Who are You and What do You Want? Reflection on the Story of Job and the Rich Man

Years ago I put a message on the church answering machine that went like this:

You have connected to the Grace Episcopal Church answering machine. However, it is not truly an answering machine it is a questioning machine. It wants to know, “Who are you?” and “What do you want?” These are the questions we ask every Sunday at Grace Church as we encounter God and Christ in both word and Sacrament…

THE ANCIENTS AND THE THOUSANDS OF GENERATIONS to follow and those of us who now live in the twenty-first century have sought and seek to understand the mysteries of the world and the universe. The mystery has been more than what is out there beyond us. We are the mystery— that which is in us and that which affects us. The most pervasive view has been to explain the unknown by the capriciousness of gods and in the Hebrew context the wrath or beneficence of God. The search for something beyond self, the search for “something out there,” has been endless.

An example of that search is found in the Hebrew didatic[1] poem, the Book of Job. The person of Job is afflicted beyond his imagination and also possibly our imaginations. He wonders where God is in all the problems piled upon him. After all, as the people Israel thought, obedience to God’s law was enough. Job finds there is more in life than being obedient. Faithfulness despite life’s setbacks has more to do with a wholesome life than adhering to the rules.

Engraving by William Blake, 1793

Job and His Tormentors. Engraving by William Blake, 1793

The story of Job is a reminder that times will come in everyone’s life when there is a feeling of abandonment. All too often humanity is left without a sense of hope—there is no place to turn. Job cannot understand that he is living the life all humanity lives. The best of people, the richest of the fortunate, and the most beautiful of the beautiful face the ultimate challenges—the ultimate challenges of life’s changes and loss. One of the best examples of that sense of loss is when the Psalmist cries out in pain, “My God, my God, why have you forsaken me?”[2] As Jesus hangs on the cross at Golgotha he cries out the same words and then dies.

In the Gospel story told by Mark a rich man comes to Jesus asking how he can obtain eternal life.[3] This is the question being asked today in our society. How can we have it all, how can we have everything and not lose anything in the process? Jesus responds to the man by telling him he lacks one thing. That one thing is a generous heart. Possibly, the answer to the decline in religion, especially in Christianity, is that it has lost its generous heart.

Both Job and the rich man are asking questions about how to live their lives in the realities of their times.

The questions of Job and the rich man are like that. Who are they and what do they want? Job thought life was grand and perfect. He had no problems, no issues, and no lack of anything. He had it all and while grateful felt a pride in that gift. The rich man had everything he needed and likely he asked the question about eternal life out of hubris. Maybe he thought he had eternal bliss in being rich and pious.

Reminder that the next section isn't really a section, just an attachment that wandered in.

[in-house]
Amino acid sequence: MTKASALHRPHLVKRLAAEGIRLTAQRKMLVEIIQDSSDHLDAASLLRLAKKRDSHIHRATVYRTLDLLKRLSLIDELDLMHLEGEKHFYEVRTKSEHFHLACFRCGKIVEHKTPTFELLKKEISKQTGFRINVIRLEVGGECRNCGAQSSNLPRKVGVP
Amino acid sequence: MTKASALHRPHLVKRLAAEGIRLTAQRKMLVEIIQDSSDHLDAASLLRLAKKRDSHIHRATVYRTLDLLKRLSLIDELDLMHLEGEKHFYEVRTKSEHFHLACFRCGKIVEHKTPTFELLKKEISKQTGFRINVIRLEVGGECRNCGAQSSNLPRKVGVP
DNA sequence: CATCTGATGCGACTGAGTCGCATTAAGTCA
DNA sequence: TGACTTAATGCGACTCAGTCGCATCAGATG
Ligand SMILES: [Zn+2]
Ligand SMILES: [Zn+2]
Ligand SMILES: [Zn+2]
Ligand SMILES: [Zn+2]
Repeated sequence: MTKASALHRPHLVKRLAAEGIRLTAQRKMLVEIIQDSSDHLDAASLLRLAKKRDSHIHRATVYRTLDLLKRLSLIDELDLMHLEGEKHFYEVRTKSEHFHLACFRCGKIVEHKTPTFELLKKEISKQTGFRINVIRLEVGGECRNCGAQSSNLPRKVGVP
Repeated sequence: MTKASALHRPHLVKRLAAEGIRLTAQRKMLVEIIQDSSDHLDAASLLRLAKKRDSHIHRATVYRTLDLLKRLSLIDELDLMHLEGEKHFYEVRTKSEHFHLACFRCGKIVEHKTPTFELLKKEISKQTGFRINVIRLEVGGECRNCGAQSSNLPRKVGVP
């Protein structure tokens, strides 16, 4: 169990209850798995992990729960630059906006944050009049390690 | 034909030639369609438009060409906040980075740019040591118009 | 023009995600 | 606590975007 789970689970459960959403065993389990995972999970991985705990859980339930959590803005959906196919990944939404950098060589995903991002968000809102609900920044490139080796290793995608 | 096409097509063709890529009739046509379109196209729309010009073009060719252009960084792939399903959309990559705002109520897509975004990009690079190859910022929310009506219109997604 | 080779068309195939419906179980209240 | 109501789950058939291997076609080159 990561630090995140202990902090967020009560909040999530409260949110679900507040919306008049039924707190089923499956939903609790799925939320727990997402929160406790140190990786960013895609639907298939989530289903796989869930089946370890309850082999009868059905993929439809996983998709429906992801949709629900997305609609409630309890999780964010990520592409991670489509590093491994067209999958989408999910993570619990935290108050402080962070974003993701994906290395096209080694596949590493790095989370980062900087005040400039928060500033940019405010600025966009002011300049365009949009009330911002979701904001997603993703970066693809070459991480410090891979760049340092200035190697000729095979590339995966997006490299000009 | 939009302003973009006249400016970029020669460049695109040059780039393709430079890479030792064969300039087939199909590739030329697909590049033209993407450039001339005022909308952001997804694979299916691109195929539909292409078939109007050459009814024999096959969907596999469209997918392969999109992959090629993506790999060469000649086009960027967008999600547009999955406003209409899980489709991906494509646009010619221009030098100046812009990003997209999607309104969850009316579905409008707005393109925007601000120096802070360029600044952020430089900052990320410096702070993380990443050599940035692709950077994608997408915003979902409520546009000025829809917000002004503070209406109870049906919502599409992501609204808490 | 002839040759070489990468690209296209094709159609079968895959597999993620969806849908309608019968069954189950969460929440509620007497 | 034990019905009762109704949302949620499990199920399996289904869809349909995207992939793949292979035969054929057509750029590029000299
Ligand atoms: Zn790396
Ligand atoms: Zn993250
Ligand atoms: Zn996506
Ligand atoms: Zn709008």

Apparently, neither Job nor the rich man thinks of themselves as somehow inadequate—nevertheless, they lack something. Job wants to know why a good person like him should suffer. In his hubris, the rich man expects more and tests Jesus to learn what that more is. He may have thought, since I keep the law so rigorously, I should have the right to eternal life. Jesus answer is a surprise to him. The rich man learns he is lacking and eternal bliss and this deficit despite his piety. Job learns that simply on the grounds that he is a good person he is not entitled to a trouble-free life.

Who are you, and what do you want? Are you Job believing, because you are good by nature, you are entitled to a trouble free life? Do you, a wealthy person, believe because you are pious as well as rich you are entitled to an eternal life of ease? What do you want from life?

There will always be problems in life. Just being born is a problem. We are born in pain and we become less than bundles of joy in our infancy. Through our lives people worry about who we are and what we are doing. The bum on the street, rejected and unknown becomes a source of fear for us. He is our fear on the grounds that he is dirty or unpleasant to be around. Will he be a beggar asking us to give him a dollar so he can buy more wine, or will he attempt to scam us into doing something we do not want to do? Yes, he very well may do those things. Is it because we fear we may end up like him? If we acknowledge others will we lose our identities? We all want identity and we all want to be something.

Will Job regain his identity? Will Job return to his former well-being?  Job will encounter God in ways he never thought of as his story continues. Job will learn that in losing all and retaining his faith he gains emotional health. Because of the rich man’s question, the disciples learn that they must go beyond self to see eternity. When he asks Jesus the essential question, “What must I do to gain eternal life?” the rich man learns that he is incomplete but not hopeless. He did not know that he is beloved of God. God wants him to experience more than adherence to rules and clinging to possessions. In Jesus’ answer to him the rich man learns instead that God want him to enjoy the gift of love. Job will come to understand he is not the center of the universe but instead of apple of God’s eye—a beautiful human being.


[1] A poetic style found in the Hebrew Bible that appeals to reason.

[2] Psalm 22:1.

[3] Mark 10:17-31

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